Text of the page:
Do you have a designated place for time-out? My son has is Time-Out Corner in our living room and a Time-Out Bench in our kitchen for when I am cooking and I can't just stop what I am doing. I give him one warning, and if he is already in the middle of the bad behavior (standing on a chair, pulling books off the shelves, etc.) I give him a "1....2...3..Okay, you're going into time-out." He stays in for two minutes, because he is two years old. My son usually stops by 2 because he REALLY does not enjoy his time-outs.
04-12-2010, 05:27 PM
I have the same problem with my daughter, although she never really fit-ed, and she's 8, so its not just a boy thing. And as much as you may hate to hear it, it may not be just a phase, but it probably is. Highly intelligent children some times have developmental issues that can last throughout their life or just a very "strong" personality. If you feel you cant take it anymore, ignore the "its just a phase" or "its a boy thing" and take your child to a counselor or physiologic that specializes in young children. Good luck!
04-13-2010, 08:21 PM
My son has weeks where he gets like that. He is 2 1/2 now. I chaulked it up to terrible twos. He's bilingual, so he's now nicknamed Terry Blados (terrible dos - hahahahahahahaha!). Anyways, he has my husband and I's strong independence, so we make sure to give him the illusion of control when he's really not, and let him be in control when it's OK. In the event that he throws a tantrum anyways, we let him scream it out in the corner. Sometimes it takes a while. A long while. We invested in a good set of speakers on the basement TV so the screaming wouldn't drive us crazy. According to our mothers we were the same way at that age, we just needed to figure out our place in the world. Like someone else said, if you are concerned you can ask a doctor or psychologist about it, but I personally wouldn't worry according to the info you've written here. Best of luck, and we're in the trenches with you!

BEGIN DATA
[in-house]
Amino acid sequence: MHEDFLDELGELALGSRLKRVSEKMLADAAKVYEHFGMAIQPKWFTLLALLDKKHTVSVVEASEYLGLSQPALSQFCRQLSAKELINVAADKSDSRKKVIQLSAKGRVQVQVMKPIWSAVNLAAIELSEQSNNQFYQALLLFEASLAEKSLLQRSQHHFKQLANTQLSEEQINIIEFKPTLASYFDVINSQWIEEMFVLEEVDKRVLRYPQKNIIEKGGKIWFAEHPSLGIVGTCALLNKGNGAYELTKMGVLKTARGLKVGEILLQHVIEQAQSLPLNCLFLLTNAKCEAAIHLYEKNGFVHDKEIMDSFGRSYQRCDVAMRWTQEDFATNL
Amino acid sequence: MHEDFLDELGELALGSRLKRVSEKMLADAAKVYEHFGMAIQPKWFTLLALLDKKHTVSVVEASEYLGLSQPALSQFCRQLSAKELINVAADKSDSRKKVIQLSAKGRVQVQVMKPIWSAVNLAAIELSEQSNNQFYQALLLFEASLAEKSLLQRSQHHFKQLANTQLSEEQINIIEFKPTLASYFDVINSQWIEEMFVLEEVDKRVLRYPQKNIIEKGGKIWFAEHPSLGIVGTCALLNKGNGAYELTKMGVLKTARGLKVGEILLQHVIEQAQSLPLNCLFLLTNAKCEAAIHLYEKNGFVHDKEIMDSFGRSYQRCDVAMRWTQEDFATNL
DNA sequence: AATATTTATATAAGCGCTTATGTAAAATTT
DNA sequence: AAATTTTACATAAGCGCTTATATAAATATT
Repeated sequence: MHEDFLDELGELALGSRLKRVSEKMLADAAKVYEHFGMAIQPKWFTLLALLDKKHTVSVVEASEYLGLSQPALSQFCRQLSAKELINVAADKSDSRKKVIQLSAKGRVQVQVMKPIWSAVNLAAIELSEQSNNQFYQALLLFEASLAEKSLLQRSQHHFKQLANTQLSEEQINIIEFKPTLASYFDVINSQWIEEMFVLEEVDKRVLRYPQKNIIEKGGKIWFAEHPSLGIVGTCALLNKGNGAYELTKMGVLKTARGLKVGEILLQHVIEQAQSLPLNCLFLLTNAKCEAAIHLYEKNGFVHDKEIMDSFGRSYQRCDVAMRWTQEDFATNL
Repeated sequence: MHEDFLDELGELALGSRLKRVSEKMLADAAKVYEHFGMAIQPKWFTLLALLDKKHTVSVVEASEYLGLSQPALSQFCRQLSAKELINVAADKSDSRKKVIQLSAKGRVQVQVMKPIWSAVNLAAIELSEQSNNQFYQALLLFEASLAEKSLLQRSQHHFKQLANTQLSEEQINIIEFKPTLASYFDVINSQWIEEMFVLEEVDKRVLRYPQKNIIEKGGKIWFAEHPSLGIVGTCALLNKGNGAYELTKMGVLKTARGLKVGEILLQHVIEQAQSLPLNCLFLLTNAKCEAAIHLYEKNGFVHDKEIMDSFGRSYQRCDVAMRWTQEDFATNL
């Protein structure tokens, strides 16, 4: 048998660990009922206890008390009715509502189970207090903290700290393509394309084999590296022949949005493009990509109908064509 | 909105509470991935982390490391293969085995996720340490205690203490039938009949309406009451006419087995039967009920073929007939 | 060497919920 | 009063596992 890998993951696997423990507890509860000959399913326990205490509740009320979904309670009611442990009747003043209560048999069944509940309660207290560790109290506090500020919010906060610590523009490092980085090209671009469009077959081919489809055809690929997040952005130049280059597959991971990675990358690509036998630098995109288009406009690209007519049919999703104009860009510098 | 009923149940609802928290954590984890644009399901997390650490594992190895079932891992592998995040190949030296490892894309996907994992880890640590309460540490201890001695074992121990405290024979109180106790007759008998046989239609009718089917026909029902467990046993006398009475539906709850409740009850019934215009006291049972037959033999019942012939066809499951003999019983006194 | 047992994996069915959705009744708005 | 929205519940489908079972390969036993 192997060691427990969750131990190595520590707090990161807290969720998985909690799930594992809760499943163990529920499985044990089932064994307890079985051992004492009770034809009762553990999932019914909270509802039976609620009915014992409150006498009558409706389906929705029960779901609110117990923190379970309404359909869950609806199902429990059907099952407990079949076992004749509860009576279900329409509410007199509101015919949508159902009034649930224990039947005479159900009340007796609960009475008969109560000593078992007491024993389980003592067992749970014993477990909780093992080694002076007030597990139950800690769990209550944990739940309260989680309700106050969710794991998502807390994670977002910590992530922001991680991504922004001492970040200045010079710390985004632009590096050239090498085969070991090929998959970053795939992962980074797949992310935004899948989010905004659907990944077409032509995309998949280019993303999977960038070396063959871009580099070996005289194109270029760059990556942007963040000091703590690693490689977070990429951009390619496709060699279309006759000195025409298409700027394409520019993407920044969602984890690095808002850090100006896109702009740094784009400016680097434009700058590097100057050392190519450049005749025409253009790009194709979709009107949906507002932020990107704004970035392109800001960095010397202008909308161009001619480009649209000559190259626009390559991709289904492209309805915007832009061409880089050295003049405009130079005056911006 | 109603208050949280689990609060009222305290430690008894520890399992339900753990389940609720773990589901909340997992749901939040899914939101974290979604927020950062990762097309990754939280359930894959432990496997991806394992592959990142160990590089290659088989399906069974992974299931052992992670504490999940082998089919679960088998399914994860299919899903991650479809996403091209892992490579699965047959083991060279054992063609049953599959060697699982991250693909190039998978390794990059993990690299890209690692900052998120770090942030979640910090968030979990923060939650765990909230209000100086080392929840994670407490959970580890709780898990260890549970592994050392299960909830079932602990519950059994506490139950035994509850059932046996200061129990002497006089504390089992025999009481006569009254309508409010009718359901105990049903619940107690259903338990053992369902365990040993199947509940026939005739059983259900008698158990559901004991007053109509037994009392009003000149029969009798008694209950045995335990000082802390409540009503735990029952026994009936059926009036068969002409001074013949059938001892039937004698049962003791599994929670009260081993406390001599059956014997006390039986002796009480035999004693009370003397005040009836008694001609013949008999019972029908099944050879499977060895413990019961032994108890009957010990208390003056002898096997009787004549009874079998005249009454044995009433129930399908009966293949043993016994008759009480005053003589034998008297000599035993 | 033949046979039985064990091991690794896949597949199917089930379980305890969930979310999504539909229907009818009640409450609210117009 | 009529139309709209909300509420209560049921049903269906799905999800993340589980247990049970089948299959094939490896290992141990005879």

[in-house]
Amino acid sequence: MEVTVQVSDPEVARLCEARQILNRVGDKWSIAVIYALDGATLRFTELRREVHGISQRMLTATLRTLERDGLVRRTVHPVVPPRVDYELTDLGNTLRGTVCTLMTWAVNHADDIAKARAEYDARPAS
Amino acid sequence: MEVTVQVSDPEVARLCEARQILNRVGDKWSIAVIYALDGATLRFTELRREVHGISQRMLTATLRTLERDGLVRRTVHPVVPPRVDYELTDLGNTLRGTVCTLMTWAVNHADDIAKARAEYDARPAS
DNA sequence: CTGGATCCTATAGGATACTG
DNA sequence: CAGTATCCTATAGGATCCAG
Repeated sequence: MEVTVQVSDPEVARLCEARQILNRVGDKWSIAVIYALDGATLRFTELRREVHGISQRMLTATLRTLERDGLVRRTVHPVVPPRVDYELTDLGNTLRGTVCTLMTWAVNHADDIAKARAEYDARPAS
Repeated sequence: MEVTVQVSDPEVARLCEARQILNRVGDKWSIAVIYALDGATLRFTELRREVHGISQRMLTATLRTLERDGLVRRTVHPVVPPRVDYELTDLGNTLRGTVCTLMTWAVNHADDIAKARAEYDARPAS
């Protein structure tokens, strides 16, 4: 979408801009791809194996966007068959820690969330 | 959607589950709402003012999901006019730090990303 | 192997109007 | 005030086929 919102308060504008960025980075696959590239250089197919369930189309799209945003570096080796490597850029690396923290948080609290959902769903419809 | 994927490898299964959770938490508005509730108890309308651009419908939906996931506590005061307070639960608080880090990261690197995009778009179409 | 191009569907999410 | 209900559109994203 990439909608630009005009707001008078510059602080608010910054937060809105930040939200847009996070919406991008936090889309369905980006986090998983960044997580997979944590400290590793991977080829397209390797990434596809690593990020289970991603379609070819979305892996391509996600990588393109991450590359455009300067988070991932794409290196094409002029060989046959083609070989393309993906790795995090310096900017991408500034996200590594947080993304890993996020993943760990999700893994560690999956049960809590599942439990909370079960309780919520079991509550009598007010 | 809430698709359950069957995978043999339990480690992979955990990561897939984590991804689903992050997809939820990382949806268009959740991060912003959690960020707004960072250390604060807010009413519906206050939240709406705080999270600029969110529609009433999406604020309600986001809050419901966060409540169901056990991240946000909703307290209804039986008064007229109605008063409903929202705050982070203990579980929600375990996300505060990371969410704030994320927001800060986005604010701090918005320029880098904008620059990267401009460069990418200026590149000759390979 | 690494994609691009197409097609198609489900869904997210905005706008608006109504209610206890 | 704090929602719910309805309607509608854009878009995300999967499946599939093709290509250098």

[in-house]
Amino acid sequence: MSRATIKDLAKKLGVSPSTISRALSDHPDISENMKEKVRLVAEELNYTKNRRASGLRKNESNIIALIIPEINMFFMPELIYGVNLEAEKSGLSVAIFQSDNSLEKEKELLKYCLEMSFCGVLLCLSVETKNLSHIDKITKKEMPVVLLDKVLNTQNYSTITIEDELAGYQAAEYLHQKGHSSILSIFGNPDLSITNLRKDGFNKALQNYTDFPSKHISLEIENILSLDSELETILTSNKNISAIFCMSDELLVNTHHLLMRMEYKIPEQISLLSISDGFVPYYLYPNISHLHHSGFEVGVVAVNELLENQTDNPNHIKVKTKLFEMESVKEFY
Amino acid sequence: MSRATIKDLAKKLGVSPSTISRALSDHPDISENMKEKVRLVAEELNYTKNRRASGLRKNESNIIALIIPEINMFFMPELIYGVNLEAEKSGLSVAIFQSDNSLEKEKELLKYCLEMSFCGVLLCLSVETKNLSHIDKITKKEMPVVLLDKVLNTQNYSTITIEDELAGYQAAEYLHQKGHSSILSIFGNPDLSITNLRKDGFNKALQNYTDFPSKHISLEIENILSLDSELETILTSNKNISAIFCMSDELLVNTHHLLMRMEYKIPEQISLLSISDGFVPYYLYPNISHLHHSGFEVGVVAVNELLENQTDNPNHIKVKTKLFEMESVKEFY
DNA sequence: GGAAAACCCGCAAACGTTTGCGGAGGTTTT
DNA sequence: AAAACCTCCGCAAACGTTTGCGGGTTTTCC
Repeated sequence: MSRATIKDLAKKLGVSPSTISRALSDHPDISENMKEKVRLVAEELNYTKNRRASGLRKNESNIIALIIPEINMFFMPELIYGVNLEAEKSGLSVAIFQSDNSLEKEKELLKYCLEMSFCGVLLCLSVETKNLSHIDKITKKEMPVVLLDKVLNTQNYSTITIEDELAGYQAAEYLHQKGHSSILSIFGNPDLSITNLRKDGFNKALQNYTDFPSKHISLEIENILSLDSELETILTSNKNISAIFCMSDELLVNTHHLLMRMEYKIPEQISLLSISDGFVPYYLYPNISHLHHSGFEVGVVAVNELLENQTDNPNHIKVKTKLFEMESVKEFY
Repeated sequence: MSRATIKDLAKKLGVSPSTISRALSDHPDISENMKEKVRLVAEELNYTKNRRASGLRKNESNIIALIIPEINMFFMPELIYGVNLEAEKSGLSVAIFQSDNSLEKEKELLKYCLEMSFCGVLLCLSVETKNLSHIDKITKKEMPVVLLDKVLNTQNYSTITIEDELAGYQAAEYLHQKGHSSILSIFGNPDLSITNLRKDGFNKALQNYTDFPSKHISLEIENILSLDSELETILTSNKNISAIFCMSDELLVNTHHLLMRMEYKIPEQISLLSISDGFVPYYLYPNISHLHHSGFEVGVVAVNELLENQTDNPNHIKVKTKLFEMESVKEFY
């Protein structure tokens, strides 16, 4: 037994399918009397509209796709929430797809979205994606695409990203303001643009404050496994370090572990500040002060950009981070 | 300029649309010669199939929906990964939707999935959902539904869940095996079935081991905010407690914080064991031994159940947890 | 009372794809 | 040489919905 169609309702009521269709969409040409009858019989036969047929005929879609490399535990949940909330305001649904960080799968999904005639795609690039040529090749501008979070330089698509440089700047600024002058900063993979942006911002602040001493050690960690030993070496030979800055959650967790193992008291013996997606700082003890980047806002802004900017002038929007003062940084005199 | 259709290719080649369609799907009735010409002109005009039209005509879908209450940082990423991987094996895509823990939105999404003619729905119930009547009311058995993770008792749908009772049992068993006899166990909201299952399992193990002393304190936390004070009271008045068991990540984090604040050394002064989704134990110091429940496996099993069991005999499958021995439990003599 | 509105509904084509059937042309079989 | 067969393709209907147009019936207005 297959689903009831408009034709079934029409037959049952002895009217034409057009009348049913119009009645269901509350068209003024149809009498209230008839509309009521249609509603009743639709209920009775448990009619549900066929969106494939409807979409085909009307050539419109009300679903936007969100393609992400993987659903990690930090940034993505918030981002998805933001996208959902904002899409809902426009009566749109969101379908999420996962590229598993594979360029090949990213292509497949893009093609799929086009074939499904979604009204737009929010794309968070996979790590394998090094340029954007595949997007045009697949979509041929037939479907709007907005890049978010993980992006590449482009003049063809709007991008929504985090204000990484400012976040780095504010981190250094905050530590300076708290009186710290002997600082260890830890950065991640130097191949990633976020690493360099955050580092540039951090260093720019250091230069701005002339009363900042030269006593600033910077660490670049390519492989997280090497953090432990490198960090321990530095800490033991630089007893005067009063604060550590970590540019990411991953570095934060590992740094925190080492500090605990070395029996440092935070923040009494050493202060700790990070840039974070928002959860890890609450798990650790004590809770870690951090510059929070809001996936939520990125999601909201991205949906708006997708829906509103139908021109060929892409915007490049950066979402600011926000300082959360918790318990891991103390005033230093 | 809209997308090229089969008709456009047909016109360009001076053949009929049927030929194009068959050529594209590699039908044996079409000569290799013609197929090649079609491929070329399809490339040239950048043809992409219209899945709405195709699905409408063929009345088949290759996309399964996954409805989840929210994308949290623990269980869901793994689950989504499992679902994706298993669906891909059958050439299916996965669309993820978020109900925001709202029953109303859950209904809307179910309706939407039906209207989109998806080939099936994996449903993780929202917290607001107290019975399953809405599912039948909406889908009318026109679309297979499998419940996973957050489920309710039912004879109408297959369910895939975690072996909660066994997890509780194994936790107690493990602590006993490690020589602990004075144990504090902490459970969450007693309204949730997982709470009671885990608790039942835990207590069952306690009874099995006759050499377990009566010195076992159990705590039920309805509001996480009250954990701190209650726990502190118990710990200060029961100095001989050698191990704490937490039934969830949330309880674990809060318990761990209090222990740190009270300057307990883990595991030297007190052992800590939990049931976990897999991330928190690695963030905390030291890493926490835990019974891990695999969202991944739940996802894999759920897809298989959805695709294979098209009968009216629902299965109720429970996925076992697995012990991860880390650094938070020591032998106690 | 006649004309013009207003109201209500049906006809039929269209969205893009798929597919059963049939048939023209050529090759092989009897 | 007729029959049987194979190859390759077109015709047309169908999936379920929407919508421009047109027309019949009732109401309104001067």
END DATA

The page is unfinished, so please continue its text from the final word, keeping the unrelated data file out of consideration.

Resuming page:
04-14-2010, 08:16 AM
My dd has just turned 3, and she has begun to act this way. It's not always easy but I find that staying calm helps her work through things quicker. When my husband and I ignore her, she tends to quite down. It's not easy because whenever our dd acts up my 1 year old son shakes his head and calls her bad. It's nice to know that it's not just my child that has gone through such a change. With her it is "okay" with an attitude instead of "fine." When she starts acting up, we tell her we can't understand her and she needs to relax. Sometimes this works, and sometimes there is a lot of door slamming and screaming. We always make her say sorry, and let her know that her behavior is unacceptable.